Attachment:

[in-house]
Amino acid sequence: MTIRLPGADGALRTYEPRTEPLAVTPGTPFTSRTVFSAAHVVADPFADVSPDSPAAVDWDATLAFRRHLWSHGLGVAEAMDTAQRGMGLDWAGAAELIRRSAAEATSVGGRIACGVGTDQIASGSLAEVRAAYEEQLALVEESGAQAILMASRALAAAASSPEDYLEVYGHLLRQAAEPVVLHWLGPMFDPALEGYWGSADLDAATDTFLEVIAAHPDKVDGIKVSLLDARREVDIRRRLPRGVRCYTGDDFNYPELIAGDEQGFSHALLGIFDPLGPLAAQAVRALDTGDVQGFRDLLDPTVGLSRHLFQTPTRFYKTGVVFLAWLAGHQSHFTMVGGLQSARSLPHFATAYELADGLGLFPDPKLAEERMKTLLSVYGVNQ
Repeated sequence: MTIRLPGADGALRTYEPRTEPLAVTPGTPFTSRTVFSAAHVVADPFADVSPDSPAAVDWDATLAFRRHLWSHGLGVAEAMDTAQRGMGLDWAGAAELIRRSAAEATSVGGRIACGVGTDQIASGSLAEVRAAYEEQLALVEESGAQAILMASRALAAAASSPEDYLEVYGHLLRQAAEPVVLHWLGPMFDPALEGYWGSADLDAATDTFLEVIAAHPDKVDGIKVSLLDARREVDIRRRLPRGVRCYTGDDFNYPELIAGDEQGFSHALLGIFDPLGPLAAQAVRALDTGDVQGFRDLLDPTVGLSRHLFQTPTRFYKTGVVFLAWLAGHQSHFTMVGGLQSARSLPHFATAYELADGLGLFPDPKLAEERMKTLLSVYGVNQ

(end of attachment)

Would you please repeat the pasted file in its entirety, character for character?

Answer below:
[in-house]
Amino acid sequence: MTIRLPGADGALRTYEPRTEPLAVTPGTPFTSRTVFSAAHVVADPFADVSPDSPAAVDWDATLAFRRHLWSHGLGVAEAMDTAQRGMGLDWAGAAELIRRSAAEATSVGGRIACGVGTDQIASGSLAEVRAAYEEQLALVEESGAQAILMASRALAAAASSPEDYLEVYGHLLRQAAEPVVLHWLGPMFDPALEGYWGSADLDAATDTFLEVIAAHPDKVDGIKVSLLDARREVDIRRRLPRGVRCYTGDDFNYPELIAGDEQGFSHALLGIFDPLGPLAAQAVRALDTGDVQGFRDLLDPTVGLSRHLFQTPTRFYKTGVVFLAWLAGHQSHFTMVGGLQSARSLPHFATAYELADGLGLFPDPKLAEERMKTLLSVYGVNQ
Repeated sequence: MTIRLPGADGALRTYEPRTEPLAVTPGTPFTSRTVFSAAHVVADPFADVSPDSPAAVDWDATLAFRRHLWSHGLGVAEAMDTAQRGMGLDWAGAAELIRRSAAEATSVGGRIACGVGTDQIASGSLAEVRAAYEEQLALVEESGAQAILMASRALAAAASSPEDYLEVYGHLLRQAAEPVVLHWLGPMFDPALEGYWGSADLDAATDTFLEVIAAHPDKVDGIKVSLLDARREVDIRRRLPRGVRCYTGDDFNYPELIAGDEQGFSHALLGIFDPLGPLAAQAVRALDTGDVQGFRDLLDPTVGLSRHLFQTPTRFYKTGVVFLAWLAGHQSHFTMVGGLQSARSLPHFATAYELADGLGLFPDPKLAEERMKTLLSVYGVNQ